In the name of our Savior, our Messiah, our Lord. Amen.
A frightened young woman, far away from her mother, cries out with pain and fear as the midwife eases the infant into the world. A small, helpless baby boy is born: bloody, squalling, shivering, and none too pretty.
This isn't a very sentimental picture, is it? It would never make the front of a Hallmark Christmas card. But I think this picture is probably pretty close to what really happened that night.
Jesus was born into a rude world, into a place where animals gathered to spend the night under a little bit of shelter. Jesus was born into a world where poverty and warfare and callousness were everyday realities. Where a jealous ruler sought to have him killed and where he and his family were forced to become refugees as they ran for their lives. Where a Roman army occupied the land. These conditions surely weren't ideal. But maybe that's the point. Jesus came into a struggling and boorish world. And he comes still into ours.
We heard in the gospel story once again that an angel appeared to shepherds out in the fields. And what did the angel announce? Merely the most stupendous news that's ever broken out into human history—good news of great joy for all the people. And the angel called the newborn child "the Savior, the Messiah, the Lord." I'm afraid that for most of us, these words are so overused and so seemingly outdated that they may have lost their significance altogether. Savior, Messiah, Lord. So what?
Let's take a look at these 3 titles for Jesus. And let's go backwards, just for fun, shall we?
First, The Lord. A Lord is someone who is a master or a ruler.
Next, the Messiah. This refers to the One who is chosen or anointed by God to rescue or deliver God’s people. The word "Messiah" is from the Hebrew. Its Greek equivalent is "Christos," from which we get our word Christ. Jesus Christ means Jesus the Messiah.
And now that title "Savior." To our ears it may sound outdated, or else hopelessly Evangelical. It's not a word that sits easily with many of us. It just seems so foreign to Episcopal ears. But it sits at the heart of all flavors of Christianity.
What does it mean to need a Savior? Here's one real-world example that I hope will give us some insight. Have you heard in the news about the 7-year-old girl from Aleppo, Syria, named Bana al-Abed? She became a social media sensation in the months leading to the fall of Aleppo. She and her mother would tweet video and text messages via Twitter from the besieged city during the worst of the destruction. One of her tweets sent out all around the globe was a plaintive cry for a Savior. It read, “Please, save us, thank you.” Absolutely heartbreaking. And the West has not been able to save Aleppo.
I think that each of us cannot imagine what it would be like to have a child in such a place, in constant mortal danger. I heard the other day that she and her family got out of Aleppo safely, which is wonderful. But, of course, so many others have not been that fortunate. 500,000 persons have perished there, pawns in a terrible war. May God comfort those who have died and their families. May God ease the way for those who now are refugees in their own country and elsewhere.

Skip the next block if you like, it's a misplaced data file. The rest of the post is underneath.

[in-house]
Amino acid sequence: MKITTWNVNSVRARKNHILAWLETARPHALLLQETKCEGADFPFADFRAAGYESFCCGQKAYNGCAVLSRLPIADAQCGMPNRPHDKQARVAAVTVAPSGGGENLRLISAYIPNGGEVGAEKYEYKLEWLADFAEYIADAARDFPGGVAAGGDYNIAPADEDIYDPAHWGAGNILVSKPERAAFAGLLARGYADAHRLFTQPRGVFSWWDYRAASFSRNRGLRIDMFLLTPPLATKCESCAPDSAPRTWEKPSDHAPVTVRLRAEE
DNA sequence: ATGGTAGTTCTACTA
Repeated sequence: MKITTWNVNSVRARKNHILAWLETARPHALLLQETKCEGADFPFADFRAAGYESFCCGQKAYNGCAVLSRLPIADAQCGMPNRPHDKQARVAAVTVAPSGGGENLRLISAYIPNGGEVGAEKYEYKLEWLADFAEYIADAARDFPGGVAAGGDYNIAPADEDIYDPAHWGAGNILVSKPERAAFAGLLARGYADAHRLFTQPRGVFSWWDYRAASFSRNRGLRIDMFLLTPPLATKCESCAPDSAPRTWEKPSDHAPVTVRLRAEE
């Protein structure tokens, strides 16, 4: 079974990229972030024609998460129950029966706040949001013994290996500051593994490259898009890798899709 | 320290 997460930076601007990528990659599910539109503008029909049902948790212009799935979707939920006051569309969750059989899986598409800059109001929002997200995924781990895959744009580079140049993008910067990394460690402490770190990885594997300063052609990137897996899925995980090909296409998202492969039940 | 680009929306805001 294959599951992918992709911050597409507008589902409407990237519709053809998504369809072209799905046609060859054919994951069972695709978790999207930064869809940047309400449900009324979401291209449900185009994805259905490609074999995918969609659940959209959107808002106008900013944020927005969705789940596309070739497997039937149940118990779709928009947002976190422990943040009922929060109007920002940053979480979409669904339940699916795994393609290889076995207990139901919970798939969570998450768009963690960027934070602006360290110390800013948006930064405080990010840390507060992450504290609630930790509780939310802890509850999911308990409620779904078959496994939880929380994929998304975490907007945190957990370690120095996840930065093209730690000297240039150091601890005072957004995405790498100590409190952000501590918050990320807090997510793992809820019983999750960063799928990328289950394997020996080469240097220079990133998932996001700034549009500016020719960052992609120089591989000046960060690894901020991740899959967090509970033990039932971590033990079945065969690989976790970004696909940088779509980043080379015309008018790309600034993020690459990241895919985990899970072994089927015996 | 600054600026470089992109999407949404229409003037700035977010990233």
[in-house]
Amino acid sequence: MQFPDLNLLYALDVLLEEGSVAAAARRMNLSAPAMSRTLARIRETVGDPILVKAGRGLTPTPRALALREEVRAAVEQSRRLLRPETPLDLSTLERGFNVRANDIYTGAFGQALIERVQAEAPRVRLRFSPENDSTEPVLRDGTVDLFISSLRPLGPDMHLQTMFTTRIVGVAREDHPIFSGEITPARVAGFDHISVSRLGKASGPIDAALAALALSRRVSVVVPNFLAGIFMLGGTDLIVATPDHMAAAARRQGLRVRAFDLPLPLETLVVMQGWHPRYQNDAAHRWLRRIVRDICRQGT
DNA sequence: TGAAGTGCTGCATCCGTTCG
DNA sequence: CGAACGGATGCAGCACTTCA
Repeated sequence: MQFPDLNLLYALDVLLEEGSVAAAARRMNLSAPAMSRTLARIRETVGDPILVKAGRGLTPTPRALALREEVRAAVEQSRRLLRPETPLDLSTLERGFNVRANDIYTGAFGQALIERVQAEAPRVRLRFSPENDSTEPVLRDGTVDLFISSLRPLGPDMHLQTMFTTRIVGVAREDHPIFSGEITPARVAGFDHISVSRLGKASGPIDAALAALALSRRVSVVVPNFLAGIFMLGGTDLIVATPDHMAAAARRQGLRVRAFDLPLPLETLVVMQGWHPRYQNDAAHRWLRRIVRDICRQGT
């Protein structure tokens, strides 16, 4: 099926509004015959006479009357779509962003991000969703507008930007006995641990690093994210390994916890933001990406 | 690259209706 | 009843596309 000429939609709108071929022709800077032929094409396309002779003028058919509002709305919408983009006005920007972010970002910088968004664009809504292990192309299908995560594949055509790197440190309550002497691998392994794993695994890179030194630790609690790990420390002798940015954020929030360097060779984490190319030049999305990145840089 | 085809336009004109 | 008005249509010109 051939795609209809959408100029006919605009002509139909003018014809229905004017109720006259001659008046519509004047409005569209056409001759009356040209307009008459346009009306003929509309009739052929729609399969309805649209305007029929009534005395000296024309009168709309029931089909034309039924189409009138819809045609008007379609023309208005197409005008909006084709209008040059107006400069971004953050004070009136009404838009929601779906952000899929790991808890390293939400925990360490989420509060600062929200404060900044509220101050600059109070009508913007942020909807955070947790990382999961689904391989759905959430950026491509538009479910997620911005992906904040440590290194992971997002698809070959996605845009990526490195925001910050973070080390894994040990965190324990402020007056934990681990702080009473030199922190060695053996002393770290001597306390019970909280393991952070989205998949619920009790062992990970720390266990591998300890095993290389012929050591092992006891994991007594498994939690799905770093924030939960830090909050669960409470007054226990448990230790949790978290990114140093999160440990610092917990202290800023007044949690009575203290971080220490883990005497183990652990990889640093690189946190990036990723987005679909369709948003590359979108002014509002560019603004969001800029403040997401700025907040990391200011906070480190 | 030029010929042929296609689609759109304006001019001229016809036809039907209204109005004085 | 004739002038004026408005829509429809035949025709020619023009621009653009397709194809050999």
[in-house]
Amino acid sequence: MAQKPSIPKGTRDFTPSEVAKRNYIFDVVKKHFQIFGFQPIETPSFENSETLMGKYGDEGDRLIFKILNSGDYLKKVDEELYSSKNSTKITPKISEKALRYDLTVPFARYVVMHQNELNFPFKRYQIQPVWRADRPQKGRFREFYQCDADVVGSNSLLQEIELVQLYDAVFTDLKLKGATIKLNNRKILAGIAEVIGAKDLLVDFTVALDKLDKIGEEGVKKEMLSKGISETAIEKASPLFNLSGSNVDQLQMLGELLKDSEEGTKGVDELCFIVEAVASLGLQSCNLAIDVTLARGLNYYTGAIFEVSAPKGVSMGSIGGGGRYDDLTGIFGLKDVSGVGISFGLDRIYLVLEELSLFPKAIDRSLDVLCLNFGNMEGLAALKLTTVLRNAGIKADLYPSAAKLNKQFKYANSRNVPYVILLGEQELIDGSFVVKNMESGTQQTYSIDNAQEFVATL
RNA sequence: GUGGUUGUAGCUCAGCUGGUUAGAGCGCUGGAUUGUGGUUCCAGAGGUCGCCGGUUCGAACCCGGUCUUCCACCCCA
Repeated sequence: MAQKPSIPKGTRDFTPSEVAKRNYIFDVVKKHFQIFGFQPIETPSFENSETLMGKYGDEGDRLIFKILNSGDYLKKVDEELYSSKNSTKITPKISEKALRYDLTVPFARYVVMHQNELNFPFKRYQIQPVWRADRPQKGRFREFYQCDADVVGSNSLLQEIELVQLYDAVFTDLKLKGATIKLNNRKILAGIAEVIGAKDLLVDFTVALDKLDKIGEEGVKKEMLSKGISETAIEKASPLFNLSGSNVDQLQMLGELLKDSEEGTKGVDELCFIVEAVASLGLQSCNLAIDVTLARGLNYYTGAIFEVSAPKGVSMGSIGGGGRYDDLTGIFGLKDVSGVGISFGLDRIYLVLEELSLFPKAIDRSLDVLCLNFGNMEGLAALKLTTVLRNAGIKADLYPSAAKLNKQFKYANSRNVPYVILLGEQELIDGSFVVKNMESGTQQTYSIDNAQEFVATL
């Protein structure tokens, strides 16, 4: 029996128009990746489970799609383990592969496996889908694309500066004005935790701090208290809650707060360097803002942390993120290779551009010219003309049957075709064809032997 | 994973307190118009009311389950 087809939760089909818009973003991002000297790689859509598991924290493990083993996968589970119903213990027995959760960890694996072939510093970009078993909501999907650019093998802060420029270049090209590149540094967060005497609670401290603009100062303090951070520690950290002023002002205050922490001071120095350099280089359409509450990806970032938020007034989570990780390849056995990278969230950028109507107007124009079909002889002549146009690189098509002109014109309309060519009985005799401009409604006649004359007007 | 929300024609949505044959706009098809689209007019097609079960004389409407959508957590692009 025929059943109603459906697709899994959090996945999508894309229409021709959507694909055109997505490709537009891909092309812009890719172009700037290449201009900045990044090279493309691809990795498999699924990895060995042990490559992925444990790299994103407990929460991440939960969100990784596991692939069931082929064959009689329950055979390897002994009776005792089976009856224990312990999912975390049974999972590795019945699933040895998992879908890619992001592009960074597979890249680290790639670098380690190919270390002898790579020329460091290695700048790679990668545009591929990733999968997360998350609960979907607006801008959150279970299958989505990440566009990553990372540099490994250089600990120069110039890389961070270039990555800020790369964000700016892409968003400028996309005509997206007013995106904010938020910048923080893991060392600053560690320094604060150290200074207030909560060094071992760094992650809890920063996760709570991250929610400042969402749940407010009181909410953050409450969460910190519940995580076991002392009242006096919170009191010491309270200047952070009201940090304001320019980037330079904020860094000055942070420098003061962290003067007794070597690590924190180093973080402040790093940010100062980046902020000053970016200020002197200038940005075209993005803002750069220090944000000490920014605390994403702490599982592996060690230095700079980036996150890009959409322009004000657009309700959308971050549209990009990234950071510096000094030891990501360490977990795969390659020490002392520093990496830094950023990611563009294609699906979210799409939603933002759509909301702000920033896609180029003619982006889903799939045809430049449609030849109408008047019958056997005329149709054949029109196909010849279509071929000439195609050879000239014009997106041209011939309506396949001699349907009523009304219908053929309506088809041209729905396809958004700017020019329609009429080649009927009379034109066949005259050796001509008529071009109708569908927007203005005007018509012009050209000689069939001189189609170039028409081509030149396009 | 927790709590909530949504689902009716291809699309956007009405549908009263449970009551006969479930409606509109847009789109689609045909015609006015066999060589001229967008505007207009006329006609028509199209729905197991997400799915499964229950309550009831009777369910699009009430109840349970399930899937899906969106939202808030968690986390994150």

Bana knew they need a Savior. Such terrible knowledge came from a dreadful understanding of her people’s powerlessness--their own inability to save themselves. I think that's the first step in knowing we need a Savior, too: once we understand our ultimate powerlessness, then where else shall we turn?
In our fast, technology-penetrated world we often feel in charge of what happens to us. We're used to taking the bull by the horns and making things happen, aren't we? And it's precisely when our lives are humming along well that we don't feel any need whatever for a Savior, of for faith, for that matter.
Once we begin to experience the dark side of the world and our own powerlessness -- then we begin to see our need for help from outside or from above, if you will. And when we begin to wonder at deeper and deeper levels about the big questions, we open our own inner doors to the idea that we do need help from someone else who can save us. I'm talking about the big questions like "why am I here? Am I supposed to be something more?" And "why is there so much evil and suffering in the world, and am I adding to it?" And of course the most profound question, "What happens when we die? Do we just stop being? Surely there must be more, right?"
There comes a time in our lives when we begin to wonder about such things. And if we're very lucky we'll begin to see that we're not the always-powerful people we thought we were. Left to our own devices we are NOT enough. We can easily mess things up. We fall short. We don’t have the wisdom we’d like.
A Savior draws us up out of meaninglessness or nihilism. A Savior pulls us up from our self-absorption, our propensity to be petty and mean-spirited and selfish. A Savior pulls us up from our love of money for its own sake, our resorting to drinking or our buying more and more stuff in order to mask the pain we feel. A Savior shows us that we exist here for each other and for the pleasure of God.
So here's a question for us tonight. Shall we choose to be frozen in sentimental squeaky-clean Christmas card images or might we dare to go deeper, to see the Savior of the world born into a dirty and gritty life for us?
In a world wrapped in fear and dismay may we run to Jesus for strength and courage to live nobly and above all, to find ultimate meaning. And may God be comforting all the victims of warfare and other kinds of suffering that proceed from human callousness. May we learn to do the same. Amen.